Making ends meet: repairing breaks in bacterial DNA by non-homologous end-joining.

Bowater, R. and Doherty, A. J. (2006) Making ends meet: repairing breaks in bacterial DNA by non-homologous end-joining. PLoS Genetics, 2 (2). ISSN 1553-7404

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Abstract

DNA double-strand breaks (DSBs) are one of the most dangerous forms of DNA lesion that can result in genomic instability and cell death. Therefore cells have developed elaborate DSB-repair pathways to maintain the integrity of genomic DNA. There are two major pathways for the repair of DSBs in eukaryotes: homologous recombination and non-homologous end-joining (NHEJ). Until very recently, the NHEJ pathway had been thought to be restricted to the eukarya. However, an evolutionarily related NHEJ apparatus has now been identified and characterized in the prokarya. Here we review the recent discoveries concerning bacterial NHEJ and discuss the possible origins of this repair system. We also examine the insights gained from the recent cellular and biochemical studies of this DSB-repair process and discuss the possible cellular roles of an NHEJ pathway in the life-cycle of prokaryotes and phages.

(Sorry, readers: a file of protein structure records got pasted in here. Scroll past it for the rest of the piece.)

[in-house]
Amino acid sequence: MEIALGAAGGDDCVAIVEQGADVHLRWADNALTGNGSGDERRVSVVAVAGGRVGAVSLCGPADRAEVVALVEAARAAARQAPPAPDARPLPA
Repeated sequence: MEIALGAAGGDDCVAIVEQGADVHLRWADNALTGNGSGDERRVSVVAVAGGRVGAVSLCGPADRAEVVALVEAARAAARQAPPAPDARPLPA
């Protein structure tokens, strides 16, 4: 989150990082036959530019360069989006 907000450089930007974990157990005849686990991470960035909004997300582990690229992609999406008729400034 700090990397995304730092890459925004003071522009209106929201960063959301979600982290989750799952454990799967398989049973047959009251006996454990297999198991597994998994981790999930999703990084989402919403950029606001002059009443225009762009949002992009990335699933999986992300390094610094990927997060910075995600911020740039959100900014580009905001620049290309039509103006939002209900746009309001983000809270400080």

Item Type: Article
Schools and Departments: School of Life Sciences
Subjects: Q Science > QD Chemistry
Q Science > QH Natural history > QH0301 Biology
Depositing User: Aidan Doherty
Date Deposited: 23 Nov 2006
Last Modified: 12 Mar 2017 05:40
URI: http://sro.sussex.ac.uk/id/eprint/542
Google Scholar:50 Citations

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